About: Intraocular pressure is a research topic. Over the lifetime, 25206 publications have been published within this topic receiving 607820 citations. The topic is also known as: IOP.
Papers published on a yearly basis
TL;DR: Topical ocular hypotensive medication was effective in delaying or preventing the onset of POAG in individuals with elevated IOP, and clinicians should consider initiating treatment for individuals with ocular hypertension who are at moderate or high risk for developing POAG.
Abstract: Background Primary open-angle glaucoma (POAG) is one of the leading causes of blindness in the United States and worldwide. Three to 6 million people in the United States are at increased risk for developing POAG because of elevated intraocular pressure (IOP), or ocular hypertension. There is no consensus on the efficacy of medical treatment in delaying or preventing the onset of POAG in individuals with elevated IOP. Therefore, we designed a randomized clinical trial, the Ocular Hypertension Treatment Study. Objective To determine the safety and efficacy of topical ocular hypotensive medication in delaying or preventing the onset of POAG. Methods A total of 1636 participants with no evidence of glaucomatous damage, aged 40 to 80 years, and with an IOP between 24 mm Hg and 32 mm Hg in one eye and between 21 mm Hg and 32 mm Hg in the other eye were randomized to either observation or treatment with commercially available topical ocular hypotensive medication. The goal in the medication group was to reduce the IOP by 20% or more and to reach an IOP of 24 mm Hg or less. Main Outcome Measures The primary outcome was the development of reproducible visual field abnormality or reproducible optic disc deterioration attributed to POAG. Abnormalities were determined by masked certified readers at the reading centers, and attribution to POAG was decided by the masked Endpoint Committee. Results During the course of the study, the mean ± SD reduction in IOP in the medication group was 22.5% ± 9.9%. The IOP declined by 4.0%± 11.6% in the observation group. At 60 months, the cumulative probability of developing POAG was 4.4% in the medication group and 9.5% in the observation group (hazard ratio, 0.40; 95% confidence interval, 0.27-0.59; P Conclusions Topical ocular hypotensive medication was effective in delaying or preventing the onset of POAG in individuals with elevated IOP. Although this does not imply that all patients with borderline or elevated IOP should receive medication, clinicians should consider initiating treatment for individuals with ocular hypertension who are at moderate or high risk for developing POAG.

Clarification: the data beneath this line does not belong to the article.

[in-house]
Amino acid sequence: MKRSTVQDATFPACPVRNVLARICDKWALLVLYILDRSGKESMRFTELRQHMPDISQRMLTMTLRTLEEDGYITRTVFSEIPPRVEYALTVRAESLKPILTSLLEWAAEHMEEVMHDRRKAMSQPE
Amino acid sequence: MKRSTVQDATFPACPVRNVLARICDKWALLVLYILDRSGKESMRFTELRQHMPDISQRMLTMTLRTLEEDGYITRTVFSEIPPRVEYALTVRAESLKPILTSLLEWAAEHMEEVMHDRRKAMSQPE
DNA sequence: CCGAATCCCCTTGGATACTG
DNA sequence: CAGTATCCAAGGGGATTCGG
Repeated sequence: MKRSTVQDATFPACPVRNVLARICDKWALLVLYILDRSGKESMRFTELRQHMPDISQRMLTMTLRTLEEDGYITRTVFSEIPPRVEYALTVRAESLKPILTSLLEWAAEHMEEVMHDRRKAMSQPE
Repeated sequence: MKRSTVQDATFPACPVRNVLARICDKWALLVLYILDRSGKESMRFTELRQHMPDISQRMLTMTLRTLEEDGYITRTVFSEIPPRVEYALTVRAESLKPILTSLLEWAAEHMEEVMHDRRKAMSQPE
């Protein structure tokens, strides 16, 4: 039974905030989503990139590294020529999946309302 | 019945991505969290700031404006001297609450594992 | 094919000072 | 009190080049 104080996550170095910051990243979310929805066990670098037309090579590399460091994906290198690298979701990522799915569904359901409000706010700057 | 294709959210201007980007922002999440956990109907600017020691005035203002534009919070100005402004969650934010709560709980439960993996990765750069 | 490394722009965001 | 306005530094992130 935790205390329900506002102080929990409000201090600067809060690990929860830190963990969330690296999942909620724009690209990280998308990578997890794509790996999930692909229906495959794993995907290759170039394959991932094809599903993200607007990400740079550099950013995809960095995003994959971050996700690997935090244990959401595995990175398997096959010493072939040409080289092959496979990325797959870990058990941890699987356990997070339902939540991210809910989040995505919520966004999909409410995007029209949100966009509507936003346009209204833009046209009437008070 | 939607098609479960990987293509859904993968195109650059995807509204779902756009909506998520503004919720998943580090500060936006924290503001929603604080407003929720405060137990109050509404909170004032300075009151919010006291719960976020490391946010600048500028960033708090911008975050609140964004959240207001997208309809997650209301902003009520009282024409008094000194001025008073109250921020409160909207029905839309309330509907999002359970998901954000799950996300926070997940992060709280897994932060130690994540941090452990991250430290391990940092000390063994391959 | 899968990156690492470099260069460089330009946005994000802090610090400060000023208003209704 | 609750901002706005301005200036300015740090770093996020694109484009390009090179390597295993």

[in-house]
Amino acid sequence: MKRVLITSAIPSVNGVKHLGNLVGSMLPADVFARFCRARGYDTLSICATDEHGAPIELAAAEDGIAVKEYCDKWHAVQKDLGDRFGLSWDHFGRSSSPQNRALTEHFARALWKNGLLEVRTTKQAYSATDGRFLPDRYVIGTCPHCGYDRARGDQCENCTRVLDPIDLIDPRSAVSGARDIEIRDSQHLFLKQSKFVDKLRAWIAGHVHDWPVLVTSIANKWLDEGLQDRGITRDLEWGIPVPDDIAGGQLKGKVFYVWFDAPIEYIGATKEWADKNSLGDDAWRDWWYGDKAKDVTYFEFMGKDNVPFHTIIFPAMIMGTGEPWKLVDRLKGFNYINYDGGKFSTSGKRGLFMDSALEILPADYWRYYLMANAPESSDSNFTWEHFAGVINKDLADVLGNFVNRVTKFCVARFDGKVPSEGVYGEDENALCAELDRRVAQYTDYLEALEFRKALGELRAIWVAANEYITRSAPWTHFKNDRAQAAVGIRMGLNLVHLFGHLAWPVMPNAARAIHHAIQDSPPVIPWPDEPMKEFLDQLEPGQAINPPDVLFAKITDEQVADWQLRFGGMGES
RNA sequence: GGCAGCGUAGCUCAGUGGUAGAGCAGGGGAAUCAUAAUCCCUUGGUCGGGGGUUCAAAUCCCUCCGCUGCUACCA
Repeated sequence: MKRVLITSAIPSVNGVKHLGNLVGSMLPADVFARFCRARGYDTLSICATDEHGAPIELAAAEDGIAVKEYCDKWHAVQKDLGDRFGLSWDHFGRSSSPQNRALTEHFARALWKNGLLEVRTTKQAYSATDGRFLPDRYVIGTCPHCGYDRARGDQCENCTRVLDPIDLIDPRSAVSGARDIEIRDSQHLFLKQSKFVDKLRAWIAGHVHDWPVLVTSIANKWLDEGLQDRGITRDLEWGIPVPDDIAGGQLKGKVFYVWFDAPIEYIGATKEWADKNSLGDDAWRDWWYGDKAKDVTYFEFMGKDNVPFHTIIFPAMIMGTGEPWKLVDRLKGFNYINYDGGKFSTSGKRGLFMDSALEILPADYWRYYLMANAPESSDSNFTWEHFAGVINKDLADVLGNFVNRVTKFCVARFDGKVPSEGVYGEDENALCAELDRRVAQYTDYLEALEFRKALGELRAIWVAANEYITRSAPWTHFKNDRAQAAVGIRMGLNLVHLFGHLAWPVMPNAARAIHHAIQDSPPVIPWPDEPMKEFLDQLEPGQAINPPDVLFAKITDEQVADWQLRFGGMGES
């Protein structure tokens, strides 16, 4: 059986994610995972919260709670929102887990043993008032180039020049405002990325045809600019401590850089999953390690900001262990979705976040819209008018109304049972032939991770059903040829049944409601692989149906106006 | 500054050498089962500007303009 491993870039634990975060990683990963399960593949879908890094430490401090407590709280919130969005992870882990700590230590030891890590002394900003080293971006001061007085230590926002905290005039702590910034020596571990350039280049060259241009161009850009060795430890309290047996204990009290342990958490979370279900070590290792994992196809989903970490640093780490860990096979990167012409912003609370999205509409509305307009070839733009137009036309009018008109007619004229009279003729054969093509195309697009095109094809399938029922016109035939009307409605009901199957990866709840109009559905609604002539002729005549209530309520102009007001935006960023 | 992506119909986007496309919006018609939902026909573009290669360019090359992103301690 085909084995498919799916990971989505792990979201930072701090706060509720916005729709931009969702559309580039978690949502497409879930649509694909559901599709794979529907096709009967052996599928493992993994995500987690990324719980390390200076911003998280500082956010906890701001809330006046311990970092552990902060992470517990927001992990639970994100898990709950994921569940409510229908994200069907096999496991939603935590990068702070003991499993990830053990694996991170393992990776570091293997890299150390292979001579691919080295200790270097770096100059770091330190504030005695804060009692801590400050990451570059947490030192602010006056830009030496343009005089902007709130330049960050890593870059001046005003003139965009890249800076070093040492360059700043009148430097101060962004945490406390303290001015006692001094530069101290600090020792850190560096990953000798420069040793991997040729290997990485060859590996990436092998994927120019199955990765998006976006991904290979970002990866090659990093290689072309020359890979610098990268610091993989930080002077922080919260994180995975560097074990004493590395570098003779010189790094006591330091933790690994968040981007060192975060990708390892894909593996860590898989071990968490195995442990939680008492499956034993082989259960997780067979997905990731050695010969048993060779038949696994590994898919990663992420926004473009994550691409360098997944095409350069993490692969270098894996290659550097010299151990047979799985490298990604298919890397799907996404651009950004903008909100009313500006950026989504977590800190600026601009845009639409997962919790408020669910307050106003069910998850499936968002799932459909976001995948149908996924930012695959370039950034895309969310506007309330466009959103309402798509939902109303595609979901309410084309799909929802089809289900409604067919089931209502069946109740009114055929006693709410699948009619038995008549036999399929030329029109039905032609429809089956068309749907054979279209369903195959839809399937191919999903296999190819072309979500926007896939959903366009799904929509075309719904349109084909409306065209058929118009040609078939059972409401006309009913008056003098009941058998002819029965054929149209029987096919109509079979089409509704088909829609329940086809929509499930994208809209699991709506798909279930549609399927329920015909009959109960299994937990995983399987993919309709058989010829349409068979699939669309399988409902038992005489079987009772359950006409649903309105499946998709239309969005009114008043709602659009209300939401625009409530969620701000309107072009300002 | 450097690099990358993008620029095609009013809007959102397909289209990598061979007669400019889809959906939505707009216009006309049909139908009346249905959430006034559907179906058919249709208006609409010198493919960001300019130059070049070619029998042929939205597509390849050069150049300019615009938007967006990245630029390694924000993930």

TL;DR: The first adequately powered randomized trial with an untreated control arm to evaluate the effects of IOP reduction in patients with open-angle glaucoma who have elevated and normal IOP showed considerable beneficial effects of treatment that significantly delayed progression.